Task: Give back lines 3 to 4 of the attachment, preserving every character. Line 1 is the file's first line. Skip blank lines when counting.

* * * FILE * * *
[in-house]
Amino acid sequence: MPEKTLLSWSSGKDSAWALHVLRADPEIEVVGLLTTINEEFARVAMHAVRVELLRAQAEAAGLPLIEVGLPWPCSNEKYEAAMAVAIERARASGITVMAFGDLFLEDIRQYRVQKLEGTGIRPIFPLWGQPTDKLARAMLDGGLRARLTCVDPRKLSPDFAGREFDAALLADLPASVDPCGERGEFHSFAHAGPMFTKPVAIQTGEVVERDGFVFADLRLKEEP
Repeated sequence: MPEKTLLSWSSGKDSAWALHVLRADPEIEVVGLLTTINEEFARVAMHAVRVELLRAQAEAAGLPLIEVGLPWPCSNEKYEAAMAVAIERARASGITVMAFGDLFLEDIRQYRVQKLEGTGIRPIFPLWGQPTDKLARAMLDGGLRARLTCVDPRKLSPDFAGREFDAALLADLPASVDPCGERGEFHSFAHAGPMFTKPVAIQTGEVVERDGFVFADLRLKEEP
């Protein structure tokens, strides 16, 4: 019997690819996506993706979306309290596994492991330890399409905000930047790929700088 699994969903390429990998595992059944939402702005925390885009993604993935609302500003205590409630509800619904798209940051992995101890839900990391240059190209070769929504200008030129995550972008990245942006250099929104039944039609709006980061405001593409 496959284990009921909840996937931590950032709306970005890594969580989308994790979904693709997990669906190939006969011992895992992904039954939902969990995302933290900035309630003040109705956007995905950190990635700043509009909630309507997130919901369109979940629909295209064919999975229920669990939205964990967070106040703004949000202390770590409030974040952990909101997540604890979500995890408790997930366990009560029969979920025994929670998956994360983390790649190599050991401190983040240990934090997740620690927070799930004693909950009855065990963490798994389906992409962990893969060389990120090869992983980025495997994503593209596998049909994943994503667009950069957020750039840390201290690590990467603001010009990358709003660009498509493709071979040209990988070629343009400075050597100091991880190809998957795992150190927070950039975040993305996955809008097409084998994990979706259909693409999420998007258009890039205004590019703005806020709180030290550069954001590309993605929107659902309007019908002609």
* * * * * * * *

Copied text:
Repeated sequence: MPEKTLLSWSSGKDSAWALHVLRADPEIEVVGLLTTINEEFARVAMHAVRVELLRAQAEAAGLPLIEVGLPWPCSNEKYEAAMAVAIERARASGITVMAFGDLFLEDIRQYRVQKLEGTGIRPIFPLWGQPTDKLARAMLDGGLRARLTCVDPRKLSPDFAGREFDAALLADLPASVDPCGERGEFHSFAHAGPMFTKPVAIQTGEVVERDGFVFADLRLKEEP
């Protein structure tokens, strides 16, 4: 019997690819996506993706979306309290596994492991330890399409905000930047790929700088 699994969903390429990998595992059944939402702005925390885009993604993935609302500003205590409630509800619904798209940051992995101890839900990391240059190209070769929504200008030129995550972008990245942006250099929104039944039609709006980061405001593409 496959284990009921909840996937931590950032709306970005890594969580989308994790979904693709997990669906190939006969011992895992992904039954939902969990995302933290900035309630003040109705956007995905950190990635700043509009909630309507997130919901369109979940629909295209064919999975229920669990939205964990967070106040703004949000202390770590409030974040952990909101997540604890979500995890408790997930366990009560029969979920025994929670998956994360983390790649190599050991401190983040240990934090997740620690927070799930004693909950009855065990963490798994389906992409962990893969060389990120090869992983980025495997994503593209596998049909994943994503667009950069957020750039840390201290690590990467603001010009990358709003660009498509493709071979040209990988070629343009400075050597100091991880190809998957795992150190927070950039975040993305996955809008097409084998994990979706259909693409999420998007258009890039205004590019703005806020709180030290550069954001590309993605929107659902309007019908002609």